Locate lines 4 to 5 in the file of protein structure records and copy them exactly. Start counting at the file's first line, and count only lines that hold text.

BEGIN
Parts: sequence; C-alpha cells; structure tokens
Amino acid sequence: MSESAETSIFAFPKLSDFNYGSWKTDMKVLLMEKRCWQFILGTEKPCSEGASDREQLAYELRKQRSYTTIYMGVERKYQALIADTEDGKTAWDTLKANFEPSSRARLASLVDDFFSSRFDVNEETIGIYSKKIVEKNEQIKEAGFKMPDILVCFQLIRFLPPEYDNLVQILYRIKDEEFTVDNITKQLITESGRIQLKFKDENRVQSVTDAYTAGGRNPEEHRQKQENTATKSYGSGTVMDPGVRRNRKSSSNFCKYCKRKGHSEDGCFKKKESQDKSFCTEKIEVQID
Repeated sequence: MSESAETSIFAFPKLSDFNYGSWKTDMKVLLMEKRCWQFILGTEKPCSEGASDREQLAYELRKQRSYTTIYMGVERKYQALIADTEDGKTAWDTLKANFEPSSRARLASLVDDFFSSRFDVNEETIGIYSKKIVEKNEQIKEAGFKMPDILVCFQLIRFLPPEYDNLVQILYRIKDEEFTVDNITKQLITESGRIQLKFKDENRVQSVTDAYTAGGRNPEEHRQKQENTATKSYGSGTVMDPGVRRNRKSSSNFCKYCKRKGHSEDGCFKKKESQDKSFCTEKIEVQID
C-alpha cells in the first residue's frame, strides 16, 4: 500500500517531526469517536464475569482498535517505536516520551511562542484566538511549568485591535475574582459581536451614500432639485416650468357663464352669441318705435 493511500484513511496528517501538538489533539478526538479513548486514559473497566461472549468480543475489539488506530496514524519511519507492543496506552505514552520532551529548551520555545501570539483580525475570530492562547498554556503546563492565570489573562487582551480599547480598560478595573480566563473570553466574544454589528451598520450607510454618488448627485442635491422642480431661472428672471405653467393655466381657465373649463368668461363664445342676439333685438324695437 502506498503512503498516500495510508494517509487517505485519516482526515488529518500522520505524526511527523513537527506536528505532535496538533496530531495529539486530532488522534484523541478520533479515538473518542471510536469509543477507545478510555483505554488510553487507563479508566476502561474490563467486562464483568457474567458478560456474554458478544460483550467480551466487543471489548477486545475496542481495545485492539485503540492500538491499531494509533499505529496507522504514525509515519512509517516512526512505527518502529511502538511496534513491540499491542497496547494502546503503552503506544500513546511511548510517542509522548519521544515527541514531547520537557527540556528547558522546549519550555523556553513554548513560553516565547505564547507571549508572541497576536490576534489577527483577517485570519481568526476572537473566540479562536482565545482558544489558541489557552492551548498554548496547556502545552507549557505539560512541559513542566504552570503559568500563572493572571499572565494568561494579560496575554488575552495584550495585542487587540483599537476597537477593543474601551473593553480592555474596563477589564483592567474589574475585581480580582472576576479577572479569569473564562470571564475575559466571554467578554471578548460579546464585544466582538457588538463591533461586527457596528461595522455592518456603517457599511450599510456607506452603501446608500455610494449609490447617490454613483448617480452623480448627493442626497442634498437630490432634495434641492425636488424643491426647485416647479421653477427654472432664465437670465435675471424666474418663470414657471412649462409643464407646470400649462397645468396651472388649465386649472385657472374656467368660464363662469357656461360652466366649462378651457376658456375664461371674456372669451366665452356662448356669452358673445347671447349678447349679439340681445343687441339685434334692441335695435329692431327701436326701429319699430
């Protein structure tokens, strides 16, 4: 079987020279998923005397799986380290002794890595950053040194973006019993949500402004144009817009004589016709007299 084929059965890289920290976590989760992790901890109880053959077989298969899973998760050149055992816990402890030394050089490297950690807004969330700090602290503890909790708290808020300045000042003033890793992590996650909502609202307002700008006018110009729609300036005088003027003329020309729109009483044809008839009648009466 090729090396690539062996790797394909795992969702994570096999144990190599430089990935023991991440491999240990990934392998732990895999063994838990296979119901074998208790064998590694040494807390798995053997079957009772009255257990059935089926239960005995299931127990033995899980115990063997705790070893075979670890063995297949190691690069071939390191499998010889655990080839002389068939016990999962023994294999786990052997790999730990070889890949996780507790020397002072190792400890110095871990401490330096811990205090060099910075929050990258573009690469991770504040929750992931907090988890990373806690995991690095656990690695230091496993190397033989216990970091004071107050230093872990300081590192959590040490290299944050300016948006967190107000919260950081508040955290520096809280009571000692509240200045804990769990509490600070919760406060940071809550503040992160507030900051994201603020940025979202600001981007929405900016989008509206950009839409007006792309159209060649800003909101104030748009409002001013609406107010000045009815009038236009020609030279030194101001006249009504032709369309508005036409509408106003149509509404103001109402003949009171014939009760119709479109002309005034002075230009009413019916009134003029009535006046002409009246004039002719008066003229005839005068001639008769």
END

C-alpha cells in the first residue's frame, strides 16, 4: 500500500517531526469517536464475569482498535517505536516520551511562542484566538511549568485591535475574582459581536451614500432639485416650468357663464352669441318705435 493511500484513511496528517501538538489533539478526538479513548486514559473497566461472549468480543475489539488506530496514524519511519507492543496506552505514552520532551529548551520555545501570539483580525475570530492562547498554556503546563492565570489573562487582551480599547480598560478595573480566563473570553466574544454589528451598520450607510454618488448627485442635491422642480431661472428672471405653467393655466381657465373649463368668461363664445342676439333685438324695437 502506498503512503498516500495510508494517509487517505485519516482526515488529518500522520505524526511527523513537527506536528505532535496538533496530531495529539486530532488522534484523541478520533479515538473518542471510536469509543477507545478510555483505554488510553487507563479508566476502561474490563467486562464483568457474567458478560456474554458478544460483550467480551466487543471489548477486545475496542481495545485492539485503540492500538491499531494509533499505529496507522504514525509515519512509517516512526512505527518502529511502538511496534513491540499491542497496547494502546503503552503506544500513546511511548510517542509522548519521544515527541514531547520537557527540556528547558522546549519550555523556553513554548513560553516565547505564547507571549508572541497576536490576534489577527483577517485570519481568526476572537473566540479562536482565545482558544489558541489557552492551548498554548496547556502545552507549557505539560512541559513542566504552570503559568500563572493572571499572565494568561494579560496575554488575552495584550495585542487587540483599537476597537477593543474601551473593553480592555474596563477589564483592567474589574475585581480580582472576576479577572479569569473564562470571564475575559466571554467578554471578548460579546464585544466582538457588538463591533461586527457596528461595522455592518456603517457599511450599510456607506452603501446608500455610494449609490447617490454613483448617480452623480448627493442626497442634498437630490432634495434641492425636488424643491426647485416647479421653477427654472432664465437670465435675471424666474418663470414657471412649462409643464407646470400649462397645468396651472388649465386649472385657472374656467368660464363662469357656461360652466366649462378651457376658456375664461371674456372669451366665452356662448356669452358673445347671447349678447349679439340681445343687441339685434334692441335695435329692431327701436326701429319699430
């Protein structure tokens, strides 16, 4: 079987020279998923005397799986380290002794890595950053040194973006019993949500402004144009817009004589016709007299 084929059965890289920290976590989760992790901890109880053959077989298969899973998760050149055992816990402890030394050089490297950690807004969330700090602290503890909790708290808020300045000042003033890793992590996650909502609202307002700008006018110009729609300036005088003027003329020309729109009483044809008839009648009466 090729090396690539062996790797394909795992969702994570096999144990190599430089990935023991991440491999240990990934392998732990895999063994838990296979119901074998208790064998590694040494807390798995053997079957009772009255257990059935089926239960005995299931127990033995899980115990063997705790070893075979670890063995297949190691690069071939390191499998010889655990080839002389068939016990999962023994294999786990052997790999730990070889890949996780507790020397002072190792400890110095871990401490330096811990205090060099910075929050990258573009690469991770504040929750992931907090988890990373806690995991690095656990690695230091496993190397033989216990970091004071107050230093872990300081590192959590040490290299944050300016948006967190107000919260950081508040955290520096809280009571000692509240200045804990769990509490600070919760406060940071809550503040992160507030900051994201603020940025979202600001981007929405900016989008509206950009839409007006792309159209060649800003909101104030748009409002001013609406107010000045009815009038236009020609030279030194101001006249009504032709369309508005036409509408106003149509509404103001109402003949009171014939009760119709479109002309005034002075230009009413019916009134003029009535006046002409009246004039002719008066003229005839005068001639008769």